Feature Of The Week 6/30/13: Ultrafast Intravascular Optical Coherence Tomography Imaging
The fastest commercial intravascular optical coherence tomography (OCT) systems acquire 160 frames/second with 500 lines/frame, and the pullback speed is limited to 40 mm∕s. In this situation, the images are under sampled in the pullback direction: Only 12% of the lumen is sampled because the sampling interval of 250 μm is much larger than the transverse resolution, which is approximately 30 μm. In clinical situations, the cardiac motion also affects the OCT acquisition. The pullback procedure for the whole artery takes several seconds. The cardiac motion during acquisition will cause inaccuracy in frame spacing and possibly frame order, due to motion of the catheter along the vessel. This can affect the fidelity of the longitudinal rendering and 3D visualization of the data. We propose to solve these issues by further increasing the speed of intravascular OCT.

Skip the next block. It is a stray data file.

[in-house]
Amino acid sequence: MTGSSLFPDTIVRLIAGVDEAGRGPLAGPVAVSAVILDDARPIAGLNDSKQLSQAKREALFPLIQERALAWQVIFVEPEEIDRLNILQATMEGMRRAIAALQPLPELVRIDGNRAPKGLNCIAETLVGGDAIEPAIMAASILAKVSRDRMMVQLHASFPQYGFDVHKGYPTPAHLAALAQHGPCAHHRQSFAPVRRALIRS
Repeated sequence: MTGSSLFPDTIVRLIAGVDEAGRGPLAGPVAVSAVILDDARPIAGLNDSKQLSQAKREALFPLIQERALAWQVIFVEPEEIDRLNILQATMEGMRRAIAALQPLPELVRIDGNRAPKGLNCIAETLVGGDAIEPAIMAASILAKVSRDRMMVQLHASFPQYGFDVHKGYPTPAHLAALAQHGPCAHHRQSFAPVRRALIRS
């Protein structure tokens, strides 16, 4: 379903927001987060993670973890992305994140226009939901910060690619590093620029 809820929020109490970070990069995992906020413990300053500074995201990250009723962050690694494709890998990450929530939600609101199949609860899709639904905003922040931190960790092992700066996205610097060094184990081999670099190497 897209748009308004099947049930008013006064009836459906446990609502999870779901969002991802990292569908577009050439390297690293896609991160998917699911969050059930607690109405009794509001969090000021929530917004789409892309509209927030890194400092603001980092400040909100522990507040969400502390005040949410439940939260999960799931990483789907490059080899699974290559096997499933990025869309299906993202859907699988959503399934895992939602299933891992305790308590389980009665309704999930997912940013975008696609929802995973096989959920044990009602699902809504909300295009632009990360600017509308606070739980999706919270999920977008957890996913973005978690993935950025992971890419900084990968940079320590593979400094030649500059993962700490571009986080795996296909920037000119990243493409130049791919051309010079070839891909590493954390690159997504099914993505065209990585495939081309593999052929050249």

We demonstrate intravascular OCT imaging with frame rate up to 3.2 kHz (192,000 rpm scanning). This was achieved by using a custom-built catheter in which the circumferential scanning was actuated by a 1.0 mm diameter synchronous motor. The OCT system, with an imaging depth of 3.7 mm (in air), is based on a Fourier domain mode locked laser operating at an A-line rate of 1.6 MHz. The diameter of the catheter is 1.1 mm at the tip. Ex vivo images of human coronary artery (78.4 mm length) were acquired at a pullback speed of 100 mm/s. True 3D volumetric imaging of the entire artery, with dense and isotropic sampling in all dimensions, was performed in <1 second acquisition time.
The ultrafast intravascular OCT scanner we demonstrate in this study allows the acquisition of a fully sampled 3D data set of a coronary artery in less than a second. The shorter procedure will eliminate cardiac motion artifacts and further reduce the amount of flush media needed for imaging. It also significantly improves the longitudinal rendering of the pullback, a display mode that is widely used in clinical practice.
For more information see recent Article. Courtesy of Gijs van Soest from Erasmus Medical Center and Robert Huber from Ludwig Maximilians Universität München.